It does because it affects the claimed credits which, in turn, affects the credits awarded - not only for you but for the others that crunch the same units.

As for crunching for Einstein, I have, along with many others, dumped it as it is too Linux-unfriendly and they refuse to release the source code to allow us to improve the situation.

Sad but true. :(

Be lucky,

Neil

Paul D. Buck
Paul D. Buck
Joined: 17 Jan 05
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> > I really wonder if it

Message 8746 in response to message 8745

> > I really wonder if it makes sense running optimize boinc clients
>
> It does because it affects the claimed credits which, in turn, affects the
> credits awarded - not only for you but for the others that crunch the same
> units.
>
> As for crunching for Einstein, I have, along with many others, dumped it as it
> is too Linux-unfriendly and they refuse to release the source code to allow us
> to improve the situation.

I just spent some time looking, and I did not see times that were too out of line of what I am getting on my machines. Heck, my best performing system time wise for almost all projects is my G5 which is running OS-X which is Linux ...

As far as not releasing the client, that is their option. Though I think I remember Bruce saying that they may get some expertise from the Participant population to try to address these concerns.

I grant that the spread from my slowest to fastest is over 3 hours (7:43 to 11:02 average processing time), but this is very clearly shown to be more of an issue of architecture, at least to me.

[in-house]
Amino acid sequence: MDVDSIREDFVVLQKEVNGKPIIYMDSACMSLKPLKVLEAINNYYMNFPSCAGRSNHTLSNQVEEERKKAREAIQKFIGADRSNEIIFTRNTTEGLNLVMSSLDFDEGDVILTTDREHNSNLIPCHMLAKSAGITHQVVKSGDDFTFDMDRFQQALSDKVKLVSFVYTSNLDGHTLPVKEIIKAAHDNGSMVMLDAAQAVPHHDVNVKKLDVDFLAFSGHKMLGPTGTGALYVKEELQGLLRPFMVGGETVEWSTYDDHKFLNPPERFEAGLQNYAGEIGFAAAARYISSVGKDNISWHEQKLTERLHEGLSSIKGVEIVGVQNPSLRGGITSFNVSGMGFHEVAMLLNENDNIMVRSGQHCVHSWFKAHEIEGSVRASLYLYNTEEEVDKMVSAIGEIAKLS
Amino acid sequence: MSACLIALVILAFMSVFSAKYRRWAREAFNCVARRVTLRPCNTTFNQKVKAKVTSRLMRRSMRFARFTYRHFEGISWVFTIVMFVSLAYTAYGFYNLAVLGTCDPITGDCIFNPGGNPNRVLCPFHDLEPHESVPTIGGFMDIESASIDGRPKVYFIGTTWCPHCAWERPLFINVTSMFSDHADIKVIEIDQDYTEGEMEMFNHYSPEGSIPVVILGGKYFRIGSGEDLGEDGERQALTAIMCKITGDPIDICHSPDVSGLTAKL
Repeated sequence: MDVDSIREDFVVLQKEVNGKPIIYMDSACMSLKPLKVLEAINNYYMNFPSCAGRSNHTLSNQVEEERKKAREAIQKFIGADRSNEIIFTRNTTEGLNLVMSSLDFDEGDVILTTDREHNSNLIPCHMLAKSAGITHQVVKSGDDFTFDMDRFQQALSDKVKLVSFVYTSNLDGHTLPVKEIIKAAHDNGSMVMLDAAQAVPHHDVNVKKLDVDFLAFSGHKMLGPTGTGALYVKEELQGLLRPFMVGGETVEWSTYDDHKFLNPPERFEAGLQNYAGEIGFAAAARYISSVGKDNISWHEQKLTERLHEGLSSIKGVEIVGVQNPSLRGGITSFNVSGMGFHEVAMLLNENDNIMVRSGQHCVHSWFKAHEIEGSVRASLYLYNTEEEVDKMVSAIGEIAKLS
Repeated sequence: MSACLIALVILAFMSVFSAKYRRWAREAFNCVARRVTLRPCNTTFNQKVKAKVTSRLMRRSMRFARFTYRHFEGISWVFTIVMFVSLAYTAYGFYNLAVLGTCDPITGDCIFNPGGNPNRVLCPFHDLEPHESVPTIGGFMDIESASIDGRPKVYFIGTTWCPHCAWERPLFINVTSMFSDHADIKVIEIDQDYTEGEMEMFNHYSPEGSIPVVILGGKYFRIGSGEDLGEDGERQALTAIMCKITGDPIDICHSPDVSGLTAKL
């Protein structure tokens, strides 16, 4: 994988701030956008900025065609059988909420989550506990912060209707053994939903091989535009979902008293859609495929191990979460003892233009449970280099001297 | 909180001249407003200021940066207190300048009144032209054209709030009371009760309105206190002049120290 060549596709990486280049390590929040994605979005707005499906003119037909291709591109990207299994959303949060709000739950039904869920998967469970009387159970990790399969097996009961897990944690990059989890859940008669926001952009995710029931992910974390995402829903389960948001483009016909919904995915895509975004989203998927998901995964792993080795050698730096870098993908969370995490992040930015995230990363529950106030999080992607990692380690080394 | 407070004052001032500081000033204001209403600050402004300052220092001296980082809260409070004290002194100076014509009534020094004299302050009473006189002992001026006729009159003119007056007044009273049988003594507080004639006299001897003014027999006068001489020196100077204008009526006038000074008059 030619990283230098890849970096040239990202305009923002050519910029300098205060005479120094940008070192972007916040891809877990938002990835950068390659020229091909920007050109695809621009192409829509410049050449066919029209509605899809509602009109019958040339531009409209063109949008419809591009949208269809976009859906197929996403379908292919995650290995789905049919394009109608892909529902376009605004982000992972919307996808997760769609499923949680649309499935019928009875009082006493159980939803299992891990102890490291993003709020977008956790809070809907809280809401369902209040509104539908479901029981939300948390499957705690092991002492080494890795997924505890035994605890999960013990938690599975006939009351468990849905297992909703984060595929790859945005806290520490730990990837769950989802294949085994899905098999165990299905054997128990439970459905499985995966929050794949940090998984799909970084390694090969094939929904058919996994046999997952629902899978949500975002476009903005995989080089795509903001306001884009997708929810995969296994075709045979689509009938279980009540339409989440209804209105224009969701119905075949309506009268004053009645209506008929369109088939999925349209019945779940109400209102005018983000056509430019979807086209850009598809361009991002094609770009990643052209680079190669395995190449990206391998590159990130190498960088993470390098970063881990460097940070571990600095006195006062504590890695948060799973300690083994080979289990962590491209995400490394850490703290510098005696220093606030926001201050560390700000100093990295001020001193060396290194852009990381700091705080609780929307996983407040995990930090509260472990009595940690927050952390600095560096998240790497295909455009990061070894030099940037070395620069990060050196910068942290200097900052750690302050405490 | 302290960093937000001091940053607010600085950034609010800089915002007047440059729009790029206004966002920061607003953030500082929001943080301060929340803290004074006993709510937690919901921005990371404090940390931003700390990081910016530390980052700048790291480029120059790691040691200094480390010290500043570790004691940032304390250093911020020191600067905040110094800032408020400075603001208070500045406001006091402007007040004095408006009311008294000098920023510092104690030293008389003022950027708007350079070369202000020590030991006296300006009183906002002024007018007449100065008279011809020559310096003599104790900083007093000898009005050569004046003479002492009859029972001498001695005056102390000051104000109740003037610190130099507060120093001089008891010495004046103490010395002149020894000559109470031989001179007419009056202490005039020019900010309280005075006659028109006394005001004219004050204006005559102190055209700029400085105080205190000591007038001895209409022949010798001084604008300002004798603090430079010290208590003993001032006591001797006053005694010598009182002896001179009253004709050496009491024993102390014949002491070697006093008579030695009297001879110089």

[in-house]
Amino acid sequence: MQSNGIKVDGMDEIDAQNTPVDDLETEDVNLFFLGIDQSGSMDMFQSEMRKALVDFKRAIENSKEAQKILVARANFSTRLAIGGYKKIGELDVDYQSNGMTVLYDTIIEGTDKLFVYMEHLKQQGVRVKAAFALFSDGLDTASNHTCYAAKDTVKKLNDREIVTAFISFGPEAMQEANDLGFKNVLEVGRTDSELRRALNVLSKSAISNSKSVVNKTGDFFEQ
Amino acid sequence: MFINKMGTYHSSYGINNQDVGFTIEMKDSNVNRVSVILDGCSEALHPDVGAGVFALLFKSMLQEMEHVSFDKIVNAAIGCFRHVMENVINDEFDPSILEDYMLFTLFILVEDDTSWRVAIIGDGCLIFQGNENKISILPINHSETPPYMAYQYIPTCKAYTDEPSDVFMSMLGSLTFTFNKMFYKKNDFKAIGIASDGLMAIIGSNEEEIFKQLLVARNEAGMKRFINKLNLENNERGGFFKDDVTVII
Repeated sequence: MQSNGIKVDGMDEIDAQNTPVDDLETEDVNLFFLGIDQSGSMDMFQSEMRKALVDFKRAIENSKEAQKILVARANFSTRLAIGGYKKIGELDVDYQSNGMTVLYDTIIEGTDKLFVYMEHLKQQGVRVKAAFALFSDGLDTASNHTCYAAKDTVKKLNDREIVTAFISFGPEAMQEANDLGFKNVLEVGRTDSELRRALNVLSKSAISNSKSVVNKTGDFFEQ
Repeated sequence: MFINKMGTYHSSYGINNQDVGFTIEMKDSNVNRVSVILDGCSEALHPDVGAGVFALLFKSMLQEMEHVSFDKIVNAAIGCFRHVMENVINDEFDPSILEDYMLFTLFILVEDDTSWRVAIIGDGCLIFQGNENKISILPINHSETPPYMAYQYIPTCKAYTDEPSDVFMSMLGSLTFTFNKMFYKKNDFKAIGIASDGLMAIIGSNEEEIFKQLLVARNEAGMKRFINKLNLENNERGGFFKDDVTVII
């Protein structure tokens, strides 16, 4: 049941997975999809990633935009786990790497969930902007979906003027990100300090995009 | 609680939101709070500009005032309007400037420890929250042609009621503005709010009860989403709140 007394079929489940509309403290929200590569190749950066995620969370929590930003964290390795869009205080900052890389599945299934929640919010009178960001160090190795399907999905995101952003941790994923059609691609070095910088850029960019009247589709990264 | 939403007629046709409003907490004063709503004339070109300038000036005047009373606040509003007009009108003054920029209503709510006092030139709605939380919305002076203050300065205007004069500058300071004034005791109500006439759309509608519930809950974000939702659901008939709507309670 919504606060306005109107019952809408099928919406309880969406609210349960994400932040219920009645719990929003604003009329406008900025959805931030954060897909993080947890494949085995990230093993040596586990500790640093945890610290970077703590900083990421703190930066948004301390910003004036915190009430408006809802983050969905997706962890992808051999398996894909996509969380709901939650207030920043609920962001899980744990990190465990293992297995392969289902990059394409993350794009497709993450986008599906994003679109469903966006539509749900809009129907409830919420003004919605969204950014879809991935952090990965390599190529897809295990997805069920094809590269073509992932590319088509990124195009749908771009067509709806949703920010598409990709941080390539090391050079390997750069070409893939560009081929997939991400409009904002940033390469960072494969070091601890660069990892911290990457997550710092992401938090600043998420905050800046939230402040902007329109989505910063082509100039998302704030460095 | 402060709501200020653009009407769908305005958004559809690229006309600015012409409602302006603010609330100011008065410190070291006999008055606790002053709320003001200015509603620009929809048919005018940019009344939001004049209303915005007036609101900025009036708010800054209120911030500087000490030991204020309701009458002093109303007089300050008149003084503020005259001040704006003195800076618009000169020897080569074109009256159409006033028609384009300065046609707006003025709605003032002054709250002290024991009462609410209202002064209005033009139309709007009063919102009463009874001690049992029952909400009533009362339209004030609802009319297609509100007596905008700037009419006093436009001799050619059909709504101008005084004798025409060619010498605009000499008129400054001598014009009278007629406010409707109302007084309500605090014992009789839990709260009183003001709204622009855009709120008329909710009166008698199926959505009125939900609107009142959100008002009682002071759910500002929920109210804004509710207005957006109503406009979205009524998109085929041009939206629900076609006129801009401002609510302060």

For example, my best performing systems are the 2.8 GHz Intel P4 and the G5. And the one thing in common that these have is that they are single threaded processors. The HT processors have times of 10:49, 11:02, and 10:50 ...

Now, my FIRST guess would be that they are running into some kind of contention problem. This could be in either the CPU/FPU or it could be cache "thrashing" ... because there is not a substantial difference in the processing times of my 3.2 GHz processors over the motherboard change, my best guess then points to contention of the FPU. If it was a cache problem I wouild have expected to see a higher difference between the single channel memory vs. dual channel.

ANd Mark, the best reason to run optimized programs is to get more done in the same unit time. That is why I am so intrested in the optimization work going on with SETI@Home, once they get some stuff validated and in general "production" the intent is to move the optimizations into the baseline code.

But, the common routines that are developed could be used by other projects as they "tune" their Science Applications.

Darren
Darren
Joined: 18 Jan 05
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> I just spent some time

Message 8747 in response to message 8746

> I just spent some time looking, and I did not see times that were too out of
> line of what I am getting on my machines. Heck, my best performing system time
> wise for almost all projects is my G5 which is running OS-X which is Linux

Most of my linux results have already dropped off the database (as I'm one of those who has also stopped running einstein on my linux systems) but the following are the same computer, booted in windows vs. linux - and there are substantial differences in the times.